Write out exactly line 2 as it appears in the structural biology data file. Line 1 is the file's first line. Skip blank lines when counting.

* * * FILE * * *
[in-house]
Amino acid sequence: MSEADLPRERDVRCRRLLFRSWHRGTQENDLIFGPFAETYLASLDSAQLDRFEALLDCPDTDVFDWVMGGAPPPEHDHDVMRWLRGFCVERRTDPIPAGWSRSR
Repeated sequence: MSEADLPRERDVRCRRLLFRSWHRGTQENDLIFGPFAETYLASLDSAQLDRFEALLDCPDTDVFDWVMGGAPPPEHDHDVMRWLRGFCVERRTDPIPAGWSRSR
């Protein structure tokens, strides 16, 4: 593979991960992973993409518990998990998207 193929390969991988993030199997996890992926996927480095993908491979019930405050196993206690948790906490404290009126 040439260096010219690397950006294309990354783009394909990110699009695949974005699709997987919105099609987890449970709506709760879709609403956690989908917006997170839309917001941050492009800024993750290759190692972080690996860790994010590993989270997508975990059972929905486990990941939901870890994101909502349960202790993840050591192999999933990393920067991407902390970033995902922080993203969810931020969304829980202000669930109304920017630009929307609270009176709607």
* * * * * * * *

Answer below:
Amino acid sequence: MSEADLPRERDVRCRRLLFRSWHRGTQENDLIFGPFAETYLASLDSAQLDRFEALLDCPDTDVFDWVMGGAPPPEHDHDVMRWLRGFCVERRTDPIPAGWSRSR